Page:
Christina Myers’ PhD, supervised by Lara Piccolo and Trevor Collins, explores how to democratise educational game design in order to enable diverse teams to design games in an egalitarian and well-informed way. To evaluate some of the tools that Christina has developed, she organised two weekend-long game design events, also known as ‘Game Jams’, where participants learnt how to create educational games collaboratively. The educational games were aimed at raising awareness of gender inequalities. The Game Jams were structured with activities and resources, co-designed with hundreds of people to support inclusivity, that triggered reflection, conversation and mutual learning about gender, education and game design.
On two rainy Saturday mornings the participants; including particularly women, people of color, people with disabilities, and members of the LGBTQ+ community; showed up at a recently opened gaming space called ‘Platform’ in London for the Game Jam. Most of them had never designed games before and were incredibly motivated to create games that represent them and their views on gender inequalities. Above all, they were eager to learn how to create educational games to create social change.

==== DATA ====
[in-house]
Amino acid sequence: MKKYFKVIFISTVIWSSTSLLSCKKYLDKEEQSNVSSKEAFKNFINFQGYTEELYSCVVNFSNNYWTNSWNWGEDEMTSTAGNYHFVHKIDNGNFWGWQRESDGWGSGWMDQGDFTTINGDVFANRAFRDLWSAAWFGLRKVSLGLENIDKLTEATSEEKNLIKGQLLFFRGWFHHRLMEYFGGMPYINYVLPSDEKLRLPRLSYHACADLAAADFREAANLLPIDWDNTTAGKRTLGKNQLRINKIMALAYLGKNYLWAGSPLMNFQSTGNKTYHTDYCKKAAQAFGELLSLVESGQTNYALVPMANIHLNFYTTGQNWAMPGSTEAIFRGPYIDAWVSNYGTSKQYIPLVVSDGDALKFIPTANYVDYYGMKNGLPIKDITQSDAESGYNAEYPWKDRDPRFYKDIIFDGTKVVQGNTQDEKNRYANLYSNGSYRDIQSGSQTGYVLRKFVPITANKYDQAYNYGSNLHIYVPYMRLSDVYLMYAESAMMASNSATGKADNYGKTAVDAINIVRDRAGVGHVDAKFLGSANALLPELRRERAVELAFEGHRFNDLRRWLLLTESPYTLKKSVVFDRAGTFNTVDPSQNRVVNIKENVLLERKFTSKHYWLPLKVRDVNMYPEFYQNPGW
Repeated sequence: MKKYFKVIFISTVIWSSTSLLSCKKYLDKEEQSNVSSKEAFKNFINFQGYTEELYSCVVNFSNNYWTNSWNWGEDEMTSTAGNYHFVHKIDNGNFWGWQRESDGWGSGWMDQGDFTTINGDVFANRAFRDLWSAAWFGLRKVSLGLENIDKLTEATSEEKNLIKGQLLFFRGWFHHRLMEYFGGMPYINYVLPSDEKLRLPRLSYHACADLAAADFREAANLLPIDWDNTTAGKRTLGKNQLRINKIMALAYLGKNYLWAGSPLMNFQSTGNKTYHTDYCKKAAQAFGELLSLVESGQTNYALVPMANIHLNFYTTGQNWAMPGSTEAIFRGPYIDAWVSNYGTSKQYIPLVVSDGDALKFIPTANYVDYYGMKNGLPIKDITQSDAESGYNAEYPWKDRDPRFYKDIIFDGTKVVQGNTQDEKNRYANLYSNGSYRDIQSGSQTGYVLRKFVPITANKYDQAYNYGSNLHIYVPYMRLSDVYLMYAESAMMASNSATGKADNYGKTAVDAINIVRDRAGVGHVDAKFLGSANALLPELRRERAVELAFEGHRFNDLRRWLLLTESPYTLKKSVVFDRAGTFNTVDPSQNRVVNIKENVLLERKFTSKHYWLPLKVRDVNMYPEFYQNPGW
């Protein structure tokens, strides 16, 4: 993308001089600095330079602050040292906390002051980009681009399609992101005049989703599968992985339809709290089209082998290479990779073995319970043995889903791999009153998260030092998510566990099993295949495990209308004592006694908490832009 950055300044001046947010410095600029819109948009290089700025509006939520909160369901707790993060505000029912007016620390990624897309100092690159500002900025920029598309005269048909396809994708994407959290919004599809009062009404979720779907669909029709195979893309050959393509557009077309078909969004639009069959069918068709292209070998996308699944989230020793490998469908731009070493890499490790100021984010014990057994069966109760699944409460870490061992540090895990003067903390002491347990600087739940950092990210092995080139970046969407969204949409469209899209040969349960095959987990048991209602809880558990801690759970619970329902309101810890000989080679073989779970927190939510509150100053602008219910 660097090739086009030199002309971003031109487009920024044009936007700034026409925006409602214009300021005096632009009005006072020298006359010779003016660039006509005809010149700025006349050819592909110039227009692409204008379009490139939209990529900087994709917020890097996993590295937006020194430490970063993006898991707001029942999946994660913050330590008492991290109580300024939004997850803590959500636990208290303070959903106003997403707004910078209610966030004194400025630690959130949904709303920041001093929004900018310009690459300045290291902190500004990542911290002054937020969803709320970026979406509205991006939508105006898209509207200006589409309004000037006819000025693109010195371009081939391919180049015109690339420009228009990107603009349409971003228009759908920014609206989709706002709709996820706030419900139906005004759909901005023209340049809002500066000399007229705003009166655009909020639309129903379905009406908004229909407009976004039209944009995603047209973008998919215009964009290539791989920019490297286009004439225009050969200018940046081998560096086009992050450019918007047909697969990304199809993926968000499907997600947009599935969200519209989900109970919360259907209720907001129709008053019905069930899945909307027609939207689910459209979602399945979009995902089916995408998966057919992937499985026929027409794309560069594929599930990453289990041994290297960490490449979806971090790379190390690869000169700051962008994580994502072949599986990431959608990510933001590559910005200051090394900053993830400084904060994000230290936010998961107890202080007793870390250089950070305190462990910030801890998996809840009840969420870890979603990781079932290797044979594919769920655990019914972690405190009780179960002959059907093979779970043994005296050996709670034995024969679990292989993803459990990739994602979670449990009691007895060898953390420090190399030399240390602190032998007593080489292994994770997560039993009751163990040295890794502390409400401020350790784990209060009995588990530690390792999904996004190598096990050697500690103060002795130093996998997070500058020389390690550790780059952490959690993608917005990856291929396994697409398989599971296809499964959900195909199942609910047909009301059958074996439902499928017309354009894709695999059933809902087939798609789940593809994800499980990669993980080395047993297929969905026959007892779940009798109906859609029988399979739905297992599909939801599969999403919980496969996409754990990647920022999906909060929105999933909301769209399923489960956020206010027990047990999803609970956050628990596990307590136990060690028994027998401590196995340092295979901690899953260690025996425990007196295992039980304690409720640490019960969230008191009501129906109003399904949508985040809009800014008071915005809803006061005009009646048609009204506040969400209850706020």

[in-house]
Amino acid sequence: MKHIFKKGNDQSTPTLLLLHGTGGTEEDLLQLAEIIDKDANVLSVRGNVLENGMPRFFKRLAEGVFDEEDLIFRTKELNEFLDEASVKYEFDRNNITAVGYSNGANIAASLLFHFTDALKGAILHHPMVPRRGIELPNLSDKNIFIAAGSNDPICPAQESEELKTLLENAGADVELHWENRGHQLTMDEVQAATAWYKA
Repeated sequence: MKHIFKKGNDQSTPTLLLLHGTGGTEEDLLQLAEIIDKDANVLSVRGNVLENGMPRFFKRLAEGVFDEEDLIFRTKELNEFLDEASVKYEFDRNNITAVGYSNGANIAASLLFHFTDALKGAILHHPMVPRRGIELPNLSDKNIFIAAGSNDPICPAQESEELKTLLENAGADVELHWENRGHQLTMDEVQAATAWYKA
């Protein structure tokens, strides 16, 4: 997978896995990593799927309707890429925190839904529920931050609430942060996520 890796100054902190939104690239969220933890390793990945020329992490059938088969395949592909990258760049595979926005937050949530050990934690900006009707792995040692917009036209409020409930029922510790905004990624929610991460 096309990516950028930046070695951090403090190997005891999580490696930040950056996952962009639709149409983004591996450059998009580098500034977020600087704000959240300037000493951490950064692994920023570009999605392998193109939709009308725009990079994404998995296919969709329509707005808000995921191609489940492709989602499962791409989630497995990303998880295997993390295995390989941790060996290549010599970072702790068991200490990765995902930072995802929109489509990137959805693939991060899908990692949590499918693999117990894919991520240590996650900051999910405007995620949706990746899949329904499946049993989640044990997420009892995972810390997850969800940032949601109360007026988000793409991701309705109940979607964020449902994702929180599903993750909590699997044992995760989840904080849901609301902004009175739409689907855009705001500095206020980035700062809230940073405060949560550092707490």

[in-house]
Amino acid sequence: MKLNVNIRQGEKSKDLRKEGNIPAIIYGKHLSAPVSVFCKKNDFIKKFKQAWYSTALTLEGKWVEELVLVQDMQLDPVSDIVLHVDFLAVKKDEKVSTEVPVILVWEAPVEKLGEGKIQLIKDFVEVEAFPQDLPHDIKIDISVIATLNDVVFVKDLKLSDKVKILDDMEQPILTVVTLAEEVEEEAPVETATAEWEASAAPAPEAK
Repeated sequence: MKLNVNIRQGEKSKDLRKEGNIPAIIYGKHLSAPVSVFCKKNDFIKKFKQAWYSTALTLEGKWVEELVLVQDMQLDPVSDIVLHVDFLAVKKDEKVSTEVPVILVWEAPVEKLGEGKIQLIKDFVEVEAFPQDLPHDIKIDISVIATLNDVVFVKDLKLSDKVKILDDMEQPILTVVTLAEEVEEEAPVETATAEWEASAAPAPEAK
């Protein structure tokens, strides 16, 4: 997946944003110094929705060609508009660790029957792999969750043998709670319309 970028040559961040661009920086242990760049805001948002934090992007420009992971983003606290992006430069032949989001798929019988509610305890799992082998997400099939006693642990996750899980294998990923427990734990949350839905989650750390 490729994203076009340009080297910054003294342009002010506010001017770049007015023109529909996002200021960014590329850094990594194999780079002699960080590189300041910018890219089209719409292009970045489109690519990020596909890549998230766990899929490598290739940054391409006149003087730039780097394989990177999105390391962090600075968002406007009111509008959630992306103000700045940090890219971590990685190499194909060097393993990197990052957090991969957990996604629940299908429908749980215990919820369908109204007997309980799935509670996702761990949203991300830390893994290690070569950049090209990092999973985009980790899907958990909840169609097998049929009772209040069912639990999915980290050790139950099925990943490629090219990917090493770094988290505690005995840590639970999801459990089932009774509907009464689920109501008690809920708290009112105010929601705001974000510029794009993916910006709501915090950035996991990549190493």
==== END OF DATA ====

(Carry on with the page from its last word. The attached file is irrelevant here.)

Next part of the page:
The participants were guided by mentors Victor Cardozo, Anaïs Chetrit, Charlotte Chenu and Hanna Hallard who supported the groups to accomplish each of the activities. At the end of the event, the large majority of the participants said they felt capable and motivated to design more educational games in the future and they created awesome games in two days. One example of the games created illustrates the everyday life of a woman, where players experience issues related to the gender gap, sexist language and beauty expectations. Another game is about gender-based toys where players come to understand how difficult it is to choose toys without being influenced by societal stereotypes.
Christina is part of the Athena SWAN committee of KMi, led by Miriam Fernandez, and presented this initiative as a way to ensure more diversity in the gaming sector. All of the game jamers received a certificate of participation signed by one of the advocates for the United Nation’s Sustainable Development Goals, Dr. Alaa Murabit. Scholas Occurrentes, the Pope’s initiative on education, has also agreed to publish the games created on their online platform, which is accessed by more than 446,000 schools. Christina’s work is being recognised as an initiative to create social change by diversifying the gaming sector and by using gaming as a tool to raise awareness of social issues.